Marc Fisher, Metro columnist for The Washington Post went on vacation while events were developing in Roy Pearson’s legal obsession against his former drycleaners, the Chungs. (Reporters hate missing big moments, but on the other hand, vacation is vacation.) Anyway, he returns to his Raw Fisher blog today and has some very insightful comments about the parties in this sad affair, particularly the Chungs decency:
They took the high road. They chose not to participate in this farce any more than the court system forces them to. And they were practical and pragmatic: The simple truth is that since Pearson is about to lose his job, and since he is a master of manipulating the court system, the Chungs would likely never have seen a dime from Pearson. Why have anything more to do with him than they must? Yes, the appeal phase will cost more money, and no, it’s not at all certain that the public will respond as generously next time as they did to the Chungs’ plight stemming from the trial itself. So the Chungs face more financial hardship. And Pearson has all the time in the world to play out his legal fantasies.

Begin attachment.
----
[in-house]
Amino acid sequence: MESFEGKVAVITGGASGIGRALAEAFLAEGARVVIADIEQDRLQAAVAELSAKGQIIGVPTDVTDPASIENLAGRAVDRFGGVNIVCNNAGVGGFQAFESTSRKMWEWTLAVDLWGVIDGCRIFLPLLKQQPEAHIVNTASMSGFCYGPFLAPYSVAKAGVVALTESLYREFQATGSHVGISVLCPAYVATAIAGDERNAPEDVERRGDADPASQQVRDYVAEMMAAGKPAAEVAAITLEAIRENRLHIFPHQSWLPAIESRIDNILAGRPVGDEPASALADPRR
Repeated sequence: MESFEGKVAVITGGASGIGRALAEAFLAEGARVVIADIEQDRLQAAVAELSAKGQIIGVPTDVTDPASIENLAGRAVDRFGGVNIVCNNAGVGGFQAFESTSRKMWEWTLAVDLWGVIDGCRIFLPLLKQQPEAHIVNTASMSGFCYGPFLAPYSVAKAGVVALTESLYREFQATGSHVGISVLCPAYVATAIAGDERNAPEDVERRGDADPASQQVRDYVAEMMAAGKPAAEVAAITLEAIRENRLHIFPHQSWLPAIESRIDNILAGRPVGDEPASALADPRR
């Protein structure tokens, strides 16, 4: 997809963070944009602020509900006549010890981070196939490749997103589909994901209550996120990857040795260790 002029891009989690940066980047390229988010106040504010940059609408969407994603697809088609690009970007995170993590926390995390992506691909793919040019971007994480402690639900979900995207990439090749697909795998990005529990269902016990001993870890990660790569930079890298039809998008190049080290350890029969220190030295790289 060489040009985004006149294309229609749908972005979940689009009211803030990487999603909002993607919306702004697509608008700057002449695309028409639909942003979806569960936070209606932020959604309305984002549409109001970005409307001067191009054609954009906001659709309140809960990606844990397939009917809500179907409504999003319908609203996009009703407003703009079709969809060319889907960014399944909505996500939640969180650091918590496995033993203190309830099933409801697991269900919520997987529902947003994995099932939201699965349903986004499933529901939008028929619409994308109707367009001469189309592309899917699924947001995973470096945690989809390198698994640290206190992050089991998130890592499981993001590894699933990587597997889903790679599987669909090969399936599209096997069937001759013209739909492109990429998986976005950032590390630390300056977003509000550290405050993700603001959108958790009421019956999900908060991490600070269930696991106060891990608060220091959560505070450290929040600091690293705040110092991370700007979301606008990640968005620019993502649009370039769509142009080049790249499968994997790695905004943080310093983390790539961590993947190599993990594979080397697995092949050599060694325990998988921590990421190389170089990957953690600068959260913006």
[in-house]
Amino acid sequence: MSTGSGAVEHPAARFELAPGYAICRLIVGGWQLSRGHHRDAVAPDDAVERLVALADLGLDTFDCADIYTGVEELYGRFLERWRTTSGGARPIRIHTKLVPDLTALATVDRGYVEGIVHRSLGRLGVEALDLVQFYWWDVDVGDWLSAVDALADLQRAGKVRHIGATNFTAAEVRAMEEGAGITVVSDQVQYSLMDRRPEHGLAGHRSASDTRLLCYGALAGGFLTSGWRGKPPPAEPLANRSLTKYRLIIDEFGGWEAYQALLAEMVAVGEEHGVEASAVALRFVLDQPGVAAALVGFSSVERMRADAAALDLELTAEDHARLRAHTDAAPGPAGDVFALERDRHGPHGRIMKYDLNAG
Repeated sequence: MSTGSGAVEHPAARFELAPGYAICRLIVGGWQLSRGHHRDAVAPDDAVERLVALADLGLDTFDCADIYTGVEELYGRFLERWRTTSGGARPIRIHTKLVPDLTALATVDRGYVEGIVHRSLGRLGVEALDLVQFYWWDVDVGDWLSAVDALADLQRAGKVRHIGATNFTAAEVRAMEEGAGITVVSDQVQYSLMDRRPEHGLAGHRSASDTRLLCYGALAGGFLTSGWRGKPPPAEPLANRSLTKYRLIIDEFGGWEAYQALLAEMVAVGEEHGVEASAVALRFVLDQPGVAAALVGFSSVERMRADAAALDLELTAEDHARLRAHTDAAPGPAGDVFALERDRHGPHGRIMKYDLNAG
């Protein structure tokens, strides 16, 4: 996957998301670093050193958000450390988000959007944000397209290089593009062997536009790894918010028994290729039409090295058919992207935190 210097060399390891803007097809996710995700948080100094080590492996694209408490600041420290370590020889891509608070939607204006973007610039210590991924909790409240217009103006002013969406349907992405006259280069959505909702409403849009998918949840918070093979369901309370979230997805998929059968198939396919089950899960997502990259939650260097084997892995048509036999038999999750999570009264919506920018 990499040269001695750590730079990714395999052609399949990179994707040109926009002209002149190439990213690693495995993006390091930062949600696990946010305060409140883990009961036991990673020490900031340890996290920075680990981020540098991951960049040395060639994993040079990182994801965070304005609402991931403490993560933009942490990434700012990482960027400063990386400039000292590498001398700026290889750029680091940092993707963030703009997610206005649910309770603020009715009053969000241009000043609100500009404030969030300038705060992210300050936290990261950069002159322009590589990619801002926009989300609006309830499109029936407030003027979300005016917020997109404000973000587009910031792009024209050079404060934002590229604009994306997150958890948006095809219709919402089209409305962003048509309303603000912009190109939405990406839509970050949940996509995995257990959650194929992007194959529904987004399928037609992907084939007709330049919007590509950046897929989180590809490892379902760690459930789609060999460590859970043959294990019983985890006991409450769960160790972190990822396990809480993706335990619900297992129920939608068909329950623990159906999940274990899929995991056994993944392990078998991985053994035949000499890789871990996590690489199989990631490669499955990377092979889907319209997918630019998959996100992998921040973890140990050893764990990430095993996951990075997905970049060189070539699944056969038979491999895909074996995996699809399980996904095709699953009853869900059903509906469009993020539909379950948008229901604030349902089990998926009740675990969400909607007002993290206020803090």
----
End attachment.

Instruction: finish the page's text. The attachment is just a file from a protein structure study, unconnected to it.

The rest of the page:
But Manning and the Chungs have made a clear statement that they will not participate in Pearson’s pathetic abuse of the system, and that’s an admirable position to take. The ball is now in the hands of the commission on tenure of administrative law judges, which must stick to its intention to usher Pearson off the bench, and of the D.C. courts, which need to look over the Pearson case and figure out what tools judges need to make it easier to toss such frivolous cases at an earlier phase.
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